A rule issued by the U.S. Department of Health and Human Services (HHS) requiring physicians and hospitals to participate in gender transition services contains no religious exemption. But a lawyer for the government hinted on Wednesday that religious practitioners might be able to obtain an exemption under the Religious Freedom Restoration Act (RFRA).
That’s not enough assurance for religious entities who are seeking a permanent injunction against the rule.
The case began in 2016, after the Obama administration issued a rule requiring doctors to provide gender-transition treatment to patients. The Sisters of Mercy, the University of Mary, and SMP Health System, joined by the State of North Dakota, sued HHS in November 2016. Two different federal courts ruled that the HHS rule is an unlawful overreach by a federal agency and a likely violation of religious liberty.
The Trump administration in 2020 altered the rule to comply with RFRA and court rulings, but that move was blocked by other courts.
Although a federal court in North Dakota struck down the mandate last January, HHS announced that the Office for Civil Rights would interpret and enforce the 2010 Affordable Care Act’s Section 1557 and Title IX’s protections against discrimination based on sex to include sexual orientation and gender identity.
On Wednesday, Luke Goodrich, vice president and senior counsel at Becket, a religious liberty law firm, argued before the U.S. Court of Appeals for the Eighth Circuit in St. Louis that the “gender transition mandate” violates religious freedom. The plaintiffs in Sisters of Mercy v Becerra argue that the mandate forces doctors to ignore their medical judgment and perform gender-transition procedures, including on children, even if those procedures could cause permanent harm.
Both federal courts considering the mandate “have struck it down as bad for patients, bad for doctors, and bad for religious liberty,” Goodrich said. “It is past time for this Administration to stop forcing doctors to go against conscience and sound medical judgment and to start respecting their Hippocratic Oath to ‘do no harm.’”
The Biden Administration is appealing the decision of the lower courts that struck down the mandate.
The government, represented on Wednesday by attorney Ashley Chong, contends that the plaintiffs’ case is a pre-enforcement litigation and therefore not ripe for judicial review. Goodrich argued that the plaintiffs have a right to protect themselves from potential enforcement. He pointed out that HHS stated in its 2016 rule that “categorical refusal to perform or insure gender transitions, which is what our clients do, is unlawful on its face.”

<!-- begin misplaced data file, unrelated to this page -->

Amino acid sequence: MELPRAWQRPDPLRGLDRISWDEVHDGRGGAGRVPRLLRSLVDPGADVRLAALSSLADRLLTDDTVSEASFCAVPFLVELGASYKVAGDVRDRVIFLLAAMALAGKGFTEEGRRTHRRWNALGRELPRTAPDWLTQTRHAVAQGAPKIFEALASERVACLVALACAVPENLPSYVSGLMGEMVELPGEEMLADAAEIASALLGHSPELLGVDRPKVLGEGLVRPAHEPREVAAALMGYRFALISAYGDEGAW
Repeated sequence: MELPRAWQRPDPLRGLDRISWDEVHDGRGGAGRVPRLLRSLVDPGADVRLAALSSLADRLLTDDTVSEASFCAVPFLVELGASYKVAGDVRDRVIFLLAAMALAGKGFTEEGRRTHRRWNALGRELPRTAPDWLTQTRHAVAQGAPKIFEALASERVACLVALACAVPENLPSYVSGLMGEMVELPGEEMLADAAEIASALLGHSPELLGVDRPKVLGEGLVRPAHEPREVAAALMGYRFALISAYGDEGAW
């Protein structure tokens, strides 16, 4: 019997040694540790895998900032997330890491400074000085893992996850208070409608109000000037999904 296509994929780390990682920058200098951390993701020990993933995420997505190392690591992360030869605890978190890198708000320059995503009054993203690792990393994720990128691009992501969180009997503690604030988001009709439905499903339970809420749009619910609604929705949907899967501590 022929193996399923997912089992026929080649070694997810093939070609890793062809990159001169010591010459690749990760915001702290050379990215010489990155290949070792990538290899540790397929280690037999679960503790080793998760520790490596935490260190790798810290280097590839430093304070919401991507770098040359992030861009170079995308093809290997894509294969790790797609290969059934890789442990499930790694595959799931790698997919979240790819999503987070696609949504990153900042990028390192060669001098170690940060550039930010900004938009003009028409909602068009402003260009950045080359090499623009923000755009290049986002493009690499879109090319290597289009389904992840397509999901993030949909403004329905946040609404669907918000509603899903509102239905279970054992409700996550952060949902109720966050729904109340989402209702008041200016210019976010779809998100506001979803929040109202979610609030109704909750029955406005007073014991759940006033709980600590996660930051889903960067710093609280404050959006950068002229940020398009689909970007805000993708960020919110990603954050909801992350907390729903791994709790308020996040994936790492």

Just months ago, he said, HHS announced that it will enforce Section 1557 of the Affordable Care Act to require almost every doctor and hospital in the country to perform and insure gender-transition procedures or else be liable for “sex” discrimination.
“HHS already received a complaint against a Catholic hospital; they already told a complainant that ‘We will investigate your complaint against this Catholic hospital,’” Goodrich warned. “They had already started an investigation against the state of Texas for the very same policies that our clients have adopted.”
In her rebuttal, Chong admitted that HHS indicated it would initiate an investigation against a provider “for denying transition services.”
“But these administrative investigations are very different from bringing enforcement actions in court,” Chong said. “During the administrative investigation, that’s an opportunity for the religious entity to raise RFRA for the government to realize that it’s a religious entity and to decide not to bring an enforcement action.”
In the case that Goodrich cited, Chong said, the government did not bring an enforcement action.
Nevertheless, Goodrich said that in the 2016 rule, HHS promised “robust” enforcement, and in its updated 2020 rule it promised to “vigorously” enforce Section 1557.
But, Chong added in response to a judge’s question, the government is “not in a position to disavow any future enforcement. The agencies are still in the process of considering these complicated issues.”
“Roll the dice”
Goodrich was not persuaded. “HHS is basically telling these plaintiffs, ‘Go ahead. Roll the dice. Wait until a patient sues you, files a complaint. Wait until we bring an enforcement action. Maybe you’ll win, maybe you won’t,’” he said.
The religious doctors and hospitals in the case say they will serve all patients regardless of their sex or gender identity, but to force them to perform gender reassignment surgery or provide hormonal treatments or counseling for gender transitions violates their religious freedom.
They cite research saying that certain gender-transition procedures can be deeply harmful to patients, and that up to 94% of children with gender dysphoria (77% to 94% in one set of studies and 73% to 88% in another) will grow out of their dysphoria naturally and live healthy lives without the need for surgery or lifelong hormone regimens.
Becket points out that the government has not even required its own military doctors to perform gender transition procedures. It also has not required coverage of gender transition procedures in Medicare or Medicaid because HHS’s medical experts who oversee those programs do not believe research demonstrates that gender reassignment surgery improves health outcomes.